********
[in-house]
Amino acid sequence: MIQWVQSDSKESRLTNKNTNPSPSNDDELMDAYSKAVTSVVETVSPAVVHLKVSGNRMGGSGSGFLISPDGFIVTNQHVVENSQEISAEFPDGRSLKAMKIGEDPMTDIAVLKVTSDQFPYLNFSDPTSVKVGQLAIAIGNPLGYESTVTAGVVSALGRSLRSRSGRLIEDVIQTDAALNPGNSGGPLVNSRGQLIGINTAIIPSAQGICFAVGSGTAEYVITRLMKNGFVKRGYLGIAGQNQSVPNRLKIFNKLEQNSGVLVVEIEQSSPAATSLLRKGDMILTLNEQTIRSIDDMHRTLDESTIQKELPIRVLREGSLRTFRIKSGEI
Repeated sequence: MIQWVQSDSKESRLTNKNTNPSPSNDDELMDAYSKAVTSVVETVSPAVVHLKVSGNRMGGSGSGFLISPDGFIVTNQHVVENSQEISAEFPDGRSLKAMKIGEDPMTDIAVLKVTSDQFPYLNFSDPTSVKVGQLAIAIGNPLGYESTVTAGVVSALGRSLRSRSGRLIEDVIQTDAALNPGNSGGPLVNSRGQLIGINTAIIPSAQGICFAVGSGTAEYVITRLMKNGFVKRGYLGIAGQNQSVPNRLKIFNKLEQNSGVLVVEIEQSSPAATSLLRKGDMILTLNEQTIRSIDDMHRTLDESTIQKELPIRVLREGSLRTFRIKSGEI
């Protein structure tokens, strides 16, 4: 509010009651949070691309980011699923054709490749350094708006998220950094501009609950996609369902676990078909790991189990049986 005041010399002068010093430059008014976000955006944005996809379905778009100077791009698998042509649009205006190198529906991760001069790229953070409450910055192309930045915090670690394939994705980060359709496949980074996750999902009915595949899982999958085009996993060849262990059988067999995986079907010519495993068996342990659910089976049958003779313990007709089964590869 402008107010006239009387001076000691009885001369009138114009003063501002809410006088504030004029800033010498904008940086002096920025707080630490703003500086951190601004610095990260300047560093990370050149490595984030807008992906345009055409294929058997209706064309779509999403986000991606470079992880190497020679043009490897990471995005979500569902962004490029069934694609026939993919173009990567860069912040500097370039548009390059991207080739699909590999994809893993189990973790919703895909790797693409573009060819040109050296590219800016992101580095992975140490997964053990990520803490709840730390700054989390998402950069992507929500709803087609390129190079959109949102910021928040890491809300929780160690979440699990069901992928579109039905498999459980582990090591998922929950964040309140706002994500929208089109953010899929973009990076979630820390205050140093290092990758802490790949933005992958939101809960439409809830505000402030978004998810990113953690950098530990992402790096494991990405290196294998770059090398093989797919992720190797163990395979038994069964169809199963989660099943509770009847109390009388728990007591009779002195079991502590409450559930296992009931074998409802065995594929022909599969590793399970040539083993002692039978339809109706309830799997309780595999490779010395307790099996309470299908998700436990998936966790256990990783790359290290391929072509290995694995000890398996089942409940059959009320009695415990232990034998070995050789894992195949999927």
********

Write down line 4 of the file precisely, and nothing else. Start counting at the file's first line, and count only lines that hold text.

């Protein structure tokens, strides 16, 4: 509010009651949070691309980011699923054709490749350094708006998220950094501009609950996609369902676990078909790991189990049986 005041010399002068010093430059008014976000955006944005996809379905778009100077791009698998042509649009205006190198529906991760001069790229953070409450910055192309930045915090670690394939994705980060359709496949980074996750999902009915595949899982999958085009996993060849262990059988067999995986079907010519495993068996342990659910089976049958003779313990007709089964590869 402008107010006239009387001076000691009885001369009138114009003063501002809410006088504030004029800033010498904008940086002096920025707080630490703003500086951190601004610095990260300047560093990370050149490595984030807008992906345009055409294929058997209706064309779509999403986000991606470079992880190497020679043009490897990471995005979500569902962004490029069934694609026939993919173009990567860069912040500097370039548009390059991207080739699909590999994809893993189990973790919703895909790797693409573009060819040109050296590219800016992101580095992975140490997964053990990520803490709840730390700054989390998402950069992507929500709803087609390129190079959109949102910021928040890491809300929780160690979440699990069901992928579109039905498999459980582990090591998922929950964040309140706002994500929208089109953010899929973009990076979630820390205050140093290092990758802490790949933005992958939101809960439409809830505000402030978004998810990113953690950098530990992402790096494991990405290196294998770059090398093989797919992720190797163990395979038994069964169809199963989660099943509770009847109390009388728990007591009779002195079991502590409450559930296992009931074998409802065995594929022909599969590793399970040539083993002692039978339809109706309830799997309780595999490779010395307790099996309470299908998700436990998936966790256990990783790359290290391929072509290995694995000890398996089942409940059959009320009695415990232990034998070995050789894992195949999927």